Never lift a load of unknown weight or weight greater than winch capacity Never use winch rope as a sling Always stand clear of load and never carry load over people Insure clutch is fully engaged and do not disengage clutch with load Do not “side pull” or “yard” hoist Do not operate with kinked, twisted, or damaged wire Make sure wire winds properly on drum Standard Formula is 20 times winch diameter for self winding Ease slack out of wire when starting a lift. Do not jerk or yank the load Be sure no objects are in the way of load Always test winch to MAX capacity with dead pull to check rigging and winch mount tie downs Avoid shock loads Any product will break if abused, misused, overused, or not maintained properly Shut off air supply when winch is left unattended Be certain that load is seated in the saddle of the hook Do not divert attention away from a suspended load Do not use winch as a ground for welding or attach a welding electrode to winch or sling Do not leave load suspended for an extended period of time-never unattended Always check brake and lubrication before lift Never - ever do anything you believe to be unsafe Do not swing a suspended load If communication is lost with the operator “All Stop” If unsure of directions given, “ All Stop” Operator can “STOP” lift at anytime if he feels that it is unsafe Attachments must have the same working load as wire and hoist (clips, hooks, shackles) Air Hoist Safe Operating Instructions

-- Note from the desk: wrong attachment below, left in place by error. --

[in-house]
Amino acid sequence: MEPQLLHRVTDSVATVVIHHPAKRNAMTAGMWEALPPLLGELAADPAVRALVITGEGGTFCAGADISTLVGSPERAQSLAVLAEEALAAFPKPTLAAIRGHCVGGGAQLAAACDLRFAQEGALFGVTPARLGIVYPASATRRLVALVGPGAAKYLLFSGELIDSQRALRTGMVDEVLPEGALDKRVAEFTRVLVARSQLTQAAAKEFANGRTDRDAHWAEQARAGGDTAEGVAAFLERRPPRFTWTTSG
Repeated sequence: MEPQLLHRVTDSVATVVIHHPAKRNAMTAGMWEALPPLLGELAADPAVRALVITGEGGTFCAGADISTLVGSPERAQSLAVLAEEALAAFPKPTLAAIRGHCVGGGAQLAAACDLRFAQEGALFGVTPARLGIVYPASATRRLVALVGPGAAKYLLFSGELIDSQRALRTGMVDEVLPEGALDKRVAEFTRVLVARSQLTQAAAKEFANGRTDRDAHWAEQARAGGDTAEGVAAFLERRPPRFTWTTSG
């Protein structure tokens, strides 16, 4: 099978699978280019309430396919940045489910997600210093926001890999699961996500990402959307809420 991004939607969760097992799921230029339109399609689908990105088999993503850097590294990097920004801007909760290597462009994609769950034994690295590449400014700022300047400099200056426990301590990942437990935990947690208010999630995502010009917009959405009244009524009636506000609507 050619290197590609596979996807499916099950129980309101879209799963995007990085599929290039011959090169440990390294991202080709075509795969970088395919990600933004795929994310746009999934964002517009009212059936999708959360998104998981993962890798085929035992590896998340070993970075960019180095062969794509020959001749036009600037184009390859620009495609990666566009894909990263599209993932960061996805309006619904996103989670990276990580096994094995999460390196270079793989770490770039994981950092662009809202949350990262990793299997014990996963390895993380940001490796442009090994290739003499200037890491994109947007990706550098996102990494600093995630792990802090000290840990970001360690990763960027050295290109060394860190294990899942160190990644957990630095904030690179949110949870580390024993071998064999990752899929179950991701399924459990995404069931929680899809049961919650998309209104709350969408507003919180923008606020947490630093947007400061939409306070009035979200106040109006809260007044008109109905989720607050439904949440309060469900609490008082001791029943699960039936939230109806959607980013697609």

When paying out ensure wire is: Is smoothly paying out and drum is not over running the wire rope, causing a slack wire rope condition Wire is seated in all sheaves and sheaves are rotating with wire rope Not making any unusual noises (snapping or popping) Not damaged or worn Kept under tension to prevent loose wraps Properly ensure in anchor screws and no less than three wraps on the drum When hauling-in ensure that wire rope is: Tightly wound on drum – use tension to keep wraps tight Spool onto drum evenly with no overlapping Wire is seated in all sheaves and sheaves are rotating with wire rope Air Hoist Safe Operating Instructions